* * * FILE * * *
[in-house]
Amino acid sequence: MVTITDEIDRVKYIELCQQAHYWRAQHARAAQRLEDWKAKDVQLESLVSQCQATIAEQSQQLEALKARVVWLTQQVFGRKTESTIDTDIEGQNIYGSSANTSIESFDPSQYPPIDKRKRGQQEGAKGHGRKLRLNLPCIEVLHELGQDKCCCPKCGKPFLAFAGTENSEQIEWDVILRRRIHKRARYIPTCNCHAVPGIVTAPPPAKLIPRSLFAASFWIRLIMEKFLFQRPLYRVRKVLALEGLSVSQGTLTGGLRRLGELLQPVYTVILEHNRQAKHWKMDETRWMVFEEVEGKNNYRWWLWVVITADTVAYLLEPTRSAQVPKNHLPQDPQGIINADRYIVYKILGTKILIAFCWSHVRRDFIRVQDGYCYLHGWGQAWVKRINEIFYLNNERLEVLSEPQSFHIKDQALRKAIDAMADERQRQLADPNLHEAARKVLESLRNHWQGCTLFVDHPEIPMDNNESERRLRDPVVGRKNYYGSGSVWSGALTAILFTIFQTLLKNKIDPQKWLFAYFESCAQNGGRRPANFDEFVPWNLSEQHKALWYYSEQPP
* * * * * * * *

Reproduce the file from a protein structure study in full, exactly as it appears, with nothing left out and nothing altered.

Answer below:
[in-house]
Amino acid sequence: MVTITDEIDRVKYIELCQQAHYWRAQHARAAQRLEDWKAKDVQLESLVSQCQATIAEQSQQLEALKARVVWLTQQVFGRKTESTIDTDIEGQNIYGSSANTSIESFDPSQYPPIDKRKRGQQEGAKGHGRKLRLNLPCIEVLHELGQDKCCCPKCGKPFLAFAGTENSEQIEWDVILRRRIHKRARYIPTCNCHAVPGIVTAPPPAKLIPRSLFAASFWIRLIMEKFLFQRPLYRVRKVLALEGLSVSQGTLTGGLRRLGELLQPVYTVILEHNRQAKHWKMDETRWMVFEEVEGKNNYRWWLWVVITADTVAYLLEPTRSAQVPKNHLPQDPQGIINADRYIVYKILGTKILIAFCWSHVRRDFIRVQDGYCYLHGWGQAWVKRINEIFYLNNERLEVLSEPQSFHIKDQALRKAIDAMADERQRQLADPNLHEAARKVLESLRNHWQGCTLFVDHPEIPMDNNESERRLRDPVVGRKNYYGSGSVWSGALTAILFTIFQTLLKNKIDPQKWLFAYFESCAQNGGRRPANFDEFVPWNLSEQHKALWYYSEQPP